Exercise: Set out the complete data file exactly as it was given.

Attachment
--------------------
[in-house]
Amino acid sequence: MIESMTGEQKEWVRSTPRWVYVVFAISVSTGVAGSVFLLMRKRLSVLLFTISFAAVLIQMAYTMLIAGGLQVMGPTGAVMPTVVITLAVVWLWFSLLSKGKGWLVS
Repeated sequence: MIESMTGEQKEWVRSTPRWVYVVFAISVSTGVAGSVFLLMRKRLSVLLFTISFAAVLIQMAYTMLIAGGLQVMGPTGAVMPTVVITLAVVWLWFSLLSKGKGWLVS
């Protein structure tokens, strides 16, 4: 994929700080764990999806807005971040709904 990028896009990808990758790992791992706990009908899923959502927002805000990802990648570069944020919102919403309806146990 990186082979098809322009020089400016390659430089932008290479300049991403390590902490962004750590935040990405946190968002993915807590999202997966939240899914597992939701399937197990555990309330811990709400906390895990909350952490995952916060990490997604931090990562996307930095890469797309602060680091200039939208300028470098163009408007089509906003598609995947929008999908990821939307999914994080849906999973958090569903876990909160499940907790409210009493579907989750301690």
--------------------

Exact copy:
[in-house]
Amino acid sequence: MIESMTGEQKEWVRSTPRWVYVVFAISVSTGVAGSVFLLMRKRLSVLLFTISFAAVLIQMAYTMLIAGGLQVMGPTGAVMPTVVITLAVVWLWFSLLSKGKGWLVS
Repeated sequence: MIESMTGEQKEWVRSTPRWVYVVFAISVSTGVAGSVFLLMRKRLSVLLFTISFAAVLIQMAYTMLIAGGLQVMGPTGAVMPTVVITLAVVWLWFSLLSKGKGWLVS
């Protein structure tokens, strides 16, 4: 994929700080764990999806807005971040709904 990028896009990808990758790992791992706990009908899923959502927002805000990802990648570069944020919102919403309806146990 990186082979098809322009020089400016390659430089932008290479300049991403390590902490962004750590935040990405946190968002993915807590999202997966939240899914597992939701399937197990555990309330811990709400906390895990909350952490995952916060990490997604931090990562996307930095890469797309602060680091200039939208300028470098163009408007089509906003598609995947929008999908990821939307999914994080849906999973958090569903876990909160499940907790409210009493579907989750301690």